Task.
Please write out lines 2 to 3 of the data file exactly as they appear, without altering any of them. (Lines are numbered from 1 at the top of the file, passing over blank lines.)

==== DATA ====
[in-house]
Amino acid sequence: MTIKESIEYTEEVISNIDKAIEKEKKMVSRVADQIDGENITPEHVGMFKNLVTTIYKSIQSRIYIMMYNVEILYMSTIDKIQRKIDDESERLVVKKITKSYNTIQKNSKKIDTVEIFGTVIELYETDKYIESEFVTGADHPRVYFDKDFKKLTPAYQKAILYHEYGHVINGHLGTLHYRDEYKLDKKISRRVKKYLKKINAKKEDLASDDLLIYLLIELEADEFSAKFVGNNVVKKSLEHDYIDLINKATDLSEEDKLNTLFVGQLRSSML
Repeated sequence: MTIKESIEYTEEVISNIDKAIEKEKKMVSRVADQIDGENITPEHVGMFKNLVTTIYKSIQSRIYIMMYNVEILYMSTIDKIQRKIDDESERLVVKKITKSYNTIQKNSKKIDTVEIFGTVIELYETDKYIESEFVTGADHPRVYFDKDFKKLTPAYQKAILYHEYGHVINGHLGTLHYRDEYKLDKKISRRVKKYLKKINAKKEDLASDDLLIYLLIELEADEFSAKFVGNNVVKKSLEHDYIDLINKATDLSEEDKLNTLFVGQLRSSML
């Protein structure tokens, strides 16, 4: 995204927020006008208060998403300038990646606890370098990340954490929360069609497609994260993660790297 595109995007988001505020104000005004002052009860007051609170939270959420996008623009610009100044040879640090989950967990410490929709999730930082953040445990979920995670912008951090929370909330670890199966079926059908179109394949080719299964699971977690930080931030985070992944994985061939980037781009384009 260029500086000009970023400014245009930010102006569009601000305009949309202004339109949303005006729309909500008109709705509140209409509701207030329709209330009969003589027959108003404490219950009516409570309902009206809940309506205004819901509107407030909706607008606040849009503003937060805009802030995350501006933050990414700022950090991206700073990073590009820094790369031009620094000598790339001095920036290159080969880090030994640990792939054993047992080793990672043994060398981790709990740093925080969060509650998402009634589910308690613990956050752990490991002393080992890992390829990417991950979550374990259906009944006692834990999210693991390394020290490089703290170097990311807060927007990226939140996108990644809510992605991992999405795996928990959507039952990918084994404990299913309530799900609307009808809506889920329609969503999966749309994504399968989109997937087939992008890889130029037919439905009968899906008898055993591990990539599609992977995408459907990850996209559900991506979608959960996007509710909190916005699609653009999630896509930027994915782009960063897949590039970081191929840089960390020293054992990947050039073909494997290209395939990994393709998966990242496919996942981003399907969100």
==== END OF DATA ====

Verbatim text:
Amino acid sequence: MTIKESIEYTEEVISNIDKAIEKEKKMVSRVADQIDGENITPEHVGMFKNLVTTIYKSIQSRIYIMMYNVEILYMSTIDKIQRKIDDESERLVVKKITKSYNTIQKNSKKIDTVEIFGTVIELYETDKYIESEFVTGADHPRVYFDKDFKKLTPAYQKAILYHEYGHVINGHLGTLHYRDEYKLDKKISRRVKKYLKKINAKKEDLASDDLLIYLLIELEADEFSAKFVGNNVVKKSLEHDYIDLINKATDLSEEDKLNTLFVGQLRSSML
Repeated sequence: MTIKESIEYTEEVISNIDKAIEKEKKMVSRVADQIDGENITPEHVGMFKNLVTTIYKSIQSRIYIMMYNVEILYMSTIDKIQRKIDDESERLVVKKITKSYNTIQKNSKKIDTVEIFGTVIELYETDKYIESEFVTGADHPRVYFDKDFKKLTPAYQKAILYHEYGHVINGHLGTLHYRDEYKLDKKISRRVKKYLKKINAKKEDLASDDLLIYLLIELEADEFSAKFVGNNVVKKSLEHDYIDLINKATDLSEEDKLNTLFVGQLRSSML